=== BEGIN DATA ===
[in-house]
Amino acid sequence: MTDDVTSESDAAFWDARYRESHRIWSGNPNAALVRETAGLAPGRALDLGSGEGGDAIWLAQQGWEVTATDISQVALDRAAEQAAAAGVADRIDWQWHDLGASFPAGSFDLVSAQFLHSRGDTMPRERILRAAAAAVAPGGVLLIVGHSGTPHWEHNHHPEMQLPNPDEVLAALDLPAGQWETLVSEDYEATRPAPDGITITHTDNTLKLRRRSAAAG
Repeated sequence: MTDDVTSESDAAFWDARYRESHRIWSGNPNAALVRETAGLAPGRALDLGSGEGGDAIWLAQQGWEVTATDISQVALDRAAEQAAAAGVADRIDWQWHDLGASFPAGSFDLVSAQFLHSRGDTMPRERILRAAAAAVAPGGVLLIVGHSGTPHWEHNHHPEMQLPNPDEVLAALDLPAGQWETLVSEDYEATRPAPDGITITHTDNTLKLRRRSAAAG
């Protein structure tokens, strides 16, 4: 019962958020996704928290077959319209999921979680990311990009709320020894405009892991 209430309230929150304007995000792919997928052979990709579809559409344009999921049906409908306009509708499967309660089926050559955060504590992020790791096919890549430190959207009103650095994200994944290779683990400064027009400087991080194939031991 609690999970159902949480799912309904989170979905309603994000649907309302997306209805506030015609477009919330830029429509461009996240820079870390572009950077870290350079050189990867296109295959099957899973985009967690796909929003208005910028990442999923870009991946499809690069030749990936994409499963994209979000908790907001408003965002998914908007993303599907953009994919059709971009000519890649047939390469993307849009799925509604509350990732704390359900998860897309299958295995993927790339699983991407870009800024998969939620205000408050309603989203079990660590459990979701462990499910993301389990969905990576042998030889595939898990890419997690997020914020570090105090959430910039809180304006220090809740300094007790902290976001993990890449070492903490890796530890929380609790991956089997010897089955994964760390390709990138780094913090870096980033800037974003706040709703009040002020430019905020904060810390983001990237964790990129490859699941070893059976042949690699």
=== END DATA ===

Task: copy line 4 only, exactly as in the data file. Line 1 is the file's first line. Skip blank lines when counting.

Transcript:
């Protein structure tokens, strides 16, 4: 019962958020996704928290077959319209999921979680990311990009709320020894405009892991 209430309230929150304007995000792919997928052979990709579809559409344009999921049906409908306009509708499967309660089926050559955060504590992020790791096919890549430190959207009103650095994200994944290779683990400064027009400087991080194939031991 609690999970159902949480799912309904989170979905309603994000649907309302997306209805506030015609477009919330830029429509461009996240820079870390572009950077870290350079050189990867296109295959099957899973985009967690796909929003208005910028990442999923870009991946499809690069030749990936994409499963994209979000908790907001408003965002998914908007993303599907953009994919059709971009000519890649047939390469993307849009799925509604509350990732704390359900998860897309299958295995993927790339699983991407870009800024998969939620205000408050309603989203079990660590459990979701462990499910993301389990969905990576042998030889595939898990890419997690997020914020570090105090959430910039809180304006220090809740300094007790902290976001993990890449070492903490890796530890929380609790991956089997010897089955994964760390390709990138780094913090870096980033800037974003706040709703009040002020430019905020904060810390983001990237964790990129490859699941070893059976042949690699």